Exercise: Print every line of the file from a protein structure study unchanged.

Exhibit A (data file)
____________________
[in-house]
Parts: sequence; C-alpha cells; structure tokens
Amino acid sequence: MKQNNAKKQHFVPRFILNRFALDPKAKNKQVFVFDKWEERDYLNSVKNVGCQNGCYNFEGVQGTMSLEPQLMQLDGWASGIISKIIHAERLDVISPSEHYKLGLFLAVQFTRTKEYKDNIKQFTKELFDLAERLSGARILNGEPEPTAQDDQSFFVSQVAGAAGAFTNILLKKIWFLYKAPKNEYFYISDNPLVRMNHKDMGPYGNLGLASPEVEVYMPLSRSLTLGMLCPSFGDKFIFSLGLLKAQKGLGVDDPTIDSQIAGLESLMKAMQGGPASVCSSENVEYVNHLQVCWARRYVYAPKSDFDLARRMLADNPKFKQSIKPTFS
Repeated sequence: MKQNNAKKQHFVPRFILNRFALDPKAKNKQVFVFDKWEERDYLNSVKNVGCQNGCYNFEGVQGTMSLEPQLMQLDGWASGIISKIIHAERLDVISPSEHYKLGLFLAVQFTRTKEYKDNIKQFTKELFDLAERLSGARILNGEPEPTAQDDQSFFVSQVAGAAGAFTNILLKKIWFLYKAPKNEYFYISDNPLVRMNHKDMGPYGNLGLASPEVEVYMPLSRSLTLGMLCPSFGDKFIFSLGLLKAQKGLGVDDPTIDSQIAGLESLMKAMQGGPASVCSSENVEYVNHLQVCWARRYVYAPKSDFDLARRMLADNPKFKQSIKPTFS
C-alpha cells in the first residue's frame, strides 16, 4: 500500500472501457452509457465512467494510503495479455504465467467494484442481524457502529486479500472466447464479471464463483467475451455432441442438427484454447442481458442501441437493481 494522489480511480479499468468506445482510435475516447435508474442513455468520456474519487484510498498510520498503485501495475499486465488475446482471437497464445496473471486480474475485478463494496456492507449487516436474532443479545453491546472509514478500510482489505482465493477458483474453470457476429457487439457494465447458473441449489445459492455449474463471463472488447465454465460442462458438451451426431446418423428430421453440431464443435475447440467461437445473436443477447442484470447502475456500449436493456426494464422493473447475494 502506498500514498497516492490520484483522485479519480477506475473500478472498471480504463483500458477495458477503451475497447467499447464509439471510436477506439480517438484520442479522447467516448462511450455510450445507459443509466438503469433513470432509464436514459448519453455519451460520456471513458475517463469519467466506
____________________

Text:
[in-house]
Parts: sequence; C-alpha cells; structure tokens
Amino acid sequence: MKQNNAKKQHFVPRFILNRFALDPKAKNKQVFVFDKWEERDYLNSVKNVGCQNGCYNFEGVQGTMSLEPQLMQLDGWASGIISKIIHAERLDVISPSEHYKLGLFLAVQFTRTKEYKDNIKQFTKELFDLAERLSGARILNGEPEPTAQDDQSFFVSQVAGAAGAFTNILLKKIWFLYKAPKNEYFYISDNPLVRMNHKDMGPYGNLGLASPEVEVYMPLSRSLTLGMLCPSFGDKFIFSLGLLKAQKGLGVDDPTIDSQIAGLESLMKAMQGGPASVCSSENVEYVNHLQVCWARRYVYAPKSDFDLARRMLADNPKFKQSIKPTFS
Repeated sequence: MKQNNAKKQHFVPRFILNRFALDPKAKNKQVFVFDKWEERDYLNSVKNVGCQNGCYNFEGVQGTMSLEPQLMQLDGWASGIISKIIHAERLDVISPSEHYKLGLFLAVQFTRTKEYKDNIKQFTKELFDLAERLSGARILNGEPEPTAQDDQSFFVSQVAGAAGAFTNILLKKIWFLYKAPKNEYFYISDNPLVRMNHKDMGPYGNLGLASPEVEVYMPLSRSLTLGMLCPSFGDKFIFSLGLLKAQKGLGVDDPTIDSQIAGLESLMKAMQGGPASVCSSENVEYVNHLQVCWARRYVYAPKSDFDLARRMLADNPKFKQSIKPTFS
C-alpha cells in the first residue's frame, strides 16, 4: 500500500472501457452509457465512467494510503495479455504465467467494484442481524457502529486479500472466447464479471464463483467475451455432441442438427484454447442481458442501441437493481 494522489480511480479499468468506445482510435475516447435508474442513455468520456474519487484510498498510520498503485501495475499486465488475446482471437497464445496473471486480474475485478463494496456492507449487516436474532443479545453491546472509514478500510482489505482465493477458483474453470457476429457487439457494465447458473441449489445459492455449474463471463472488447465454465460442462458438451451426431446418423428430421453440431464443435475447440467461437445473436443477447442484470447502475456500449436493456426494464422493473447475494 502506498500514498497516492490520484483522485479519480477506475473500478472498471480504463483500458477495458477503451475497447467499447464509439471510436477506439480517438484520442479522447467516448462511450455510450445507459443509466438503469433513470432509464436514459448519453455519451460520456471513458475517463469519467466506